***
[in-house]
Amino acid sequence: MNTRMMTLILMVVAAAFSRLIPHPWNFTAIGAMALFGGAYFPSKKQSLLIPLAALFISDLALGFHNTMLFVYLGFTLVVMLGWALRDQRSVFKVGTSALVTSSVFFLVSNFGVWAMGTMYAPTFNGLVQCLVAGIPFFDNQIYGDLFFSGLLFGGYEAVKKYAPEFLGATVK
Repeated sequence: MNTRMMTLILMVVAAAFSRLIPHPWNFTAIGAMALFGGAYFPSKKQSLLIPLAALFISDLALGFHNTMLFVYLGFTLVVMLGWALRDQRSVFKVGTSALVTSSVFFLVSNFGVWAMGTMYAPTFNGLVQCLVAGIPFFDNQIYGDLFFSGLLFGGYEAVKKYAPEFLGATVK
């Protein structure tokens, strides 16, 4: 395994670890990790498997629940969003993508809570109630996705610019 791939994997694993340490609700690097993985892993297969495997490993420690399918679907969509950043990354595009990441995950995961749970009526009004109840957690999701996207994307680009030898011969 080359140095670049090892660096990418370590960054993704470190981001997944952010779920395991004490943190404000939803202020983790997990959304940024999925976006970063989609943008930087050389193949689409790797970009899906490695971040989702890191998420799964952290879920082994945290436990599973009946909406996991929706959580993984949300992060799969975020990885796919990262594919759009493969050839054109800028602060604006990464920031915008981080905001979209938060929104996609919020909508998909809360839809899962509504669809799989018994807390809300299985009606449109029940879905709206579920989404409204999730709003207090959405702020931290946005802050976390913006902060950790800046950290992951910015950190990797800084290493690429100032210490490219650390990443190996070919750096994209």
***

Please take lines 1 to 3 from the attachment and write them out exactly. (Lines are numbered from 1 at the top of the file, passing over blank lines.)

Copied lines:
[in-house]
Amino acid sequence: MNTRMMTLILMVVAAAFSRLIPHPWNFTAIGAMALFGGAYFPSKKQSLLIPLAALFISDLALGFHNTMLFVYLGFTLVVMLGWALRDQRSVFKVGTSALVTSSVFFLVSNFGVWAMGTMYAPTFNGLVQCLVAGIPFFDNQIYGDLFFSGLLFGGYEAVKKYAPEFLGATVK
Repeated sequence: MNTRMMTLILMVVAAAFSRLIPHPWNFTAIGAMALFGGAYFPSKKQSLLIPLAALFISDLALGFHNTMLFVYLGFTLVVMLGWALRDQRSVFKVGTSALVTSSVFFLVSNFGVWAMGTMYAPTFNGLVQCLVAGIPFFDNQIYGDLFFSGLLFGGYEAVKKYAPEFLGATVK